The website is where we show transmission times and frequencies, the playlist for the most recent programme, more information about Radio Tumbril, and the email link.
This week the programme has some songs by Schubert, part of a string quartet by Kenneth Fuchs, a traditional spanish tune played on the guitar, and a Beethoven piano trio.
There is also a motet by Byrd, two very different pieces for harpsichord, a couple of Italian tarantellas and part of the 6th symphony by Beethoven.
The playlist and the previous one are now on the website –
Channel 292 can be pulled live off the internet if the reception is poor in your location. Easy to find their site with a google search.
A very good site for online SDR receivers all over the world is:  Click the ‘Map’ button in the top left of the screen.
In the meantime – thank you for spreading the word about Encore – Classical Music on Shortwave on Radio Tumbril.
Brice Avery – Encore – Radio Tumbril – Scotland
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Taking the Xiegu G90 QRP transceiver to the field!

Earlier this week, I took delivery of a new Xiegu G90 general coverage QRP transceiver. I’m reviewing this portable rig for The Spectrum Monitor magazine. Although this Chinese manufacturer has been around for a few years, this was my first purchase of a Xiegu product.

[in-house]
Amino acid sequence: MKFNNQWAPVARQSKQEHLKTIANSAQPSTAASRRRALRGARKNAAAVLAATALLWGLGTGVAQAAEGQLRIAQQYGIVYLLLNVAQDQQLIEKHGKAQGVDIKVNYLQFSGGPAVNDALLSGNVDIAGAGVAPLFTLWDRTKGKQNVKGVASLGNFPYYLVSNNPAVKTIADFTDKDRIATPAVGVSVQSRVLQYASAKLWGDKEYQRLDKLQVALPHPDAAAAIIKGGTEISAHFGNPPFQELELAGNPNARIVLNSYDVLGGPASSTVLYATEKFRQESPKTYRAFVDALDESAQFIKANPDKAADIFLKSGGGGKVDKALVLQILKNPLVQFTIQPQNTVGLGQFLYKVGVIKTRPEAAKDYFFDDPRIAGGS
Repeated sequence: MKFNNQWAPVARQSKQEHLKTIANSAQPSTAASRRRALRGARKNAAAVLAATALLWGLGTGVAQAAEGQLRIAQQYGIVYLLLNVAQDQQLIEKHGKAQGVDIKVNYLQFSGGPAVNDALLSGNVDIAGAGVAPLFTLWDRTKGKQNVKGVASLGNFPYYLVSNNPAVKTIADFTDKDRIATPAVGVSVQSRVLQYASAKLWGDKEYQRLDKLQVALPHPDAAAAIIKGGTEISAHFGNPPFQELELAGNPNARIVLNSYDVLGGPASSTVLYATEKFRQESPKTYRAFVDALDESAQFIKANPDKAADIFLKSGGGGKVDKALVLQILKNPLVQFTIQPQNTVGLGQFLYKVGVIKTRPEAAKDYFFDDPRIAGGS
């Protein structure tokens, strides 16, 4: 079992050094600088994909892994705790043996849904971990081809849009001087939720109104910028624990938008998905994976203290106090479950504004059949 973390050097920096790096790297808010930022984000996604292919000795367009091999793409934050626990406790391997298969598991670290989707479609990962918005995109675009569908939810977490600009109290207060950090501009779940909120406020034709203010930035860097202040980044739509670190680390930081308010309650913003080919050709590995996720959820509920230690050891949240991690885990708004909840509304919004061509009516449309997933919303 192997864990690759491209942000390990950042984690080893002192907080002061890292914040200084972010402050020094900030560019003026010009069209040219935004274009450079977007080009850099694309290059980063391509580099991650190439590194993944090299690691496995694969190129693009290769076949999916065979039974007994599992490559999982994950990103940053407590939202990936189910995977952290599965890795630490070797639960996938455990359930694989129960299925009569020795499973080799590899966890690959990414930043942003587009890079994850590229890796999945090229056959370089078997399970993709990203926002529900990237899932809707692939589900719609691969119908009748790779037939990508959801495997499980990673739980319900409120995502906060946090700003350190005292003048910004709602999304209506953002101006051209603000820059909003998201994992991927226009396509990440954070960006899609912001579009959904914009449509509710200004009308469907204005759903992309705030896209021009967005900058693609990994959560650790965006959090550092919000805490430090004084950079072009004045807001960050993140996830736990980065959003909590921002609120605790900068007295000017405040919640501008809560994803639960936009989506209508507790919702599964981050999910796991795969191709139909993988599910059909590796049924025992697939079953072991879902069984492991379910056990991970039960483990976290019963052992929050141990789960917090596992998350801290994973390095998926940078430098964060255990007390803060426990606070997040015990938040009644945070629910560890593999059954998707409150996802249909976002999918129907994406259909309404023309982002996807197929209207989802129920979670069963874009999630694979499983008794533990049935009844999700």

I’ve had the G90 on the air from home for a couple days, but I feel like the best way to test a QRP transceiver is in the field!

Due to the Covid-19 lock-down and a number of our regional parks either being closed or severely limiting visitors, I haven’t made many POTA (Parks On The Air) activations this year.

Recently, however, North Carolina has been opening state parks and allowing visitor access to hiking trails and picnic areas, but keeping all facilities (stores, cafes, visitor centers, and restrooms) closed to the public.

Yesterday, our family decided to pack a picnic lunch and head to Mt. Mitchell State Park (POTA site K-2747). My wife knew I was chomping at the bit to play radio in the field and actually made the suggestion. (She’s a keeper!) 🙂

There were only a dozen people at the park so we essentially had the place to ourselves. Better yet, it gave me the opportunity to pick out the most ideal picnic site to set up and deploy my EFT Trail-Friendly 40/20/10 antenna.

The G90’s backlit color display was actually quite easy to read in the field. My phone’s camera filter made it look darker than it actually was.

My POTA activation was unannounced and I didn’t have Internet access to self-spot on the POTA website, so I started the activation old school by calling “CQ POTA” until someone happened upon 7286 kHz.

After perhaps 10 minutes of calling CQ, Greg (KE0HTG)–a helpful POTA chaser–finally found me and spotted me on the network.

I worked a few stations in succession, but summer QRN levels were incredibly high and I believed static crashes were cloaking would-be contacts. The G90 has no RF Gain [Actually, thanks to this feedback, I now know the G90 does indeed have an RF Gain control (firmware version 1.73 and higher).] I asked one kind operator if he would hold while I switched over to my trusty Elecraft KX2.